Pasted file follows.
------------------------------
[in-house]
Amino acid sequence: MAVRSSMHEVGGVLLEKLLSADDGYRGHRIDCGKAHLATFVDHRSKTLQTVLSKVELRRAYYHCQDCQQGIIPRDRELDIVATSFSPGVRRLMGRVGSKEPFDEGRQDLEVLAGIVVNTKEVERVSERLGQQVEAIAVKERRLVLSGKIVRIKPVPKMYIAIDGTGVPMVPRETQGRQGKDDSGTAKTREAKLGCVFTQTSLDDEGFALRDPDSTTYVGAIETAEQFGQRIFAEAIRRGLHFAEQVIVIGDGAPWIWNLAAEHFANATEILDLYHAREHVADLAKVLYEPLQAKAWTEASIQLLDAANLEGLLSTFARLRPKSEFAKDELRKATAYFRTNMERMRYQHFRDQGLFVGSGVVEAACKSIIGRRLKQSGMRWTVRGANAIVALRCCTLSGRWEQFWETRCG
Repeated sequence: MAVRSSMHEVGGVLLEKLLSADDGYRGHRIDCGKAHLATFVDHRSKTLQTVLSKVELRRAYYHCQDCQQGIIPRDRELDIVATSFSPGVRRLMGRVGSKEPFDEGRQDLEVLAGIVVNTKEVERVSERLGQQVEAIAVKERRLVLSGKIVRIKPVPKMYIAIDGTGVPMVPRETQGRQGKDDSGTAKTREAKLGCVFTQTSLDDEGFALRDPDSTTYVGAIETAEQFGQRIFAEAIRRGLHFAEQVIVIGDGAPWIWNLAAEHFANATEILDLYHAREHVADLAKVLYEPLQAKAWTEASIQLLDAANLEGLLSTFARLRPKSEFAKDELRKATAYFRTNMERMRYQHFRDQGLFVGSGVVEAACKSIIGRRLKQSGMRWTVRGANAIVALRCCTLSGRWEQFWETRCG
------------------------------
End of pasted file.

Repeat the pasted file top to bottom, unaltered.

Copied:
[in-house]
Amino acid sequence: MAVRSSMHEVGGVLLEKLLSADDGYRGHRIDCGKAHLATFVDHRSKTLQTVLSKVELRRAYYHCQDCQQGIIPRDRELDIVATSFSPGVRRLMGRVGSKEPFDEGRQDLEVLAGIVVNTKEVERVSERLGQQVEAIAVKERRLVLSGKIVRIKPVPKMYIAIDGTGVPMVPRETQGRQGKDDSGTAKTREAKLGCVFTQTSLDDEGFALRDPDSTTYVGAIETAEQFGQRIFAEAIRRGLHFAEQVIVIGDGAPWIWNLAAEHFANATEILDLYHAREHVADLAKVLYEPLQAKAWTEASIQLLDAANLEGLLSTFARLRPKSEFAKDELRKATAYFRTNMERMRYQHFRDQGLFVGSGVVEAACKSIIGRRLKQSGMRWTVRGANAIVALRCCTLSGRWEQFWETRCG
Repeated sequence: MAVRSSMHEVGGVLLEKLLSADDGYRGHRIDCGKAHLATFVDHRSKTLQTVLSKVELRRAYYHCQDCQQGIIPRDRELDIVATSFSPGVRRLMGRVGSKEPFDEGRQDLEVLAGIVVNTKEVERVSERLGQQVEAIAVKERRLVLSGKIVRIKPVPKMYIAIDGTGVPMVPRETQGRQGKDDSGTAKTREAKLGCVFTQTSLDDEGFALRDPDSTTYVGAIETAEQFGQRIFAEAIRRGLHFAEQVIVIGDGAPWIWNLAAEHFANATEILDLYHAREHVADLAKVLYEPLQAKAWTEASIQLLDAANLEGLLSTFARLRPKSEFAKDELRKATAYFRTNMERMRYQHFRDQGLFVGSGVVEAACKSIIGRRLKQSGMRWTVRGANAIVALRCCTLSGRWEQFWETRCG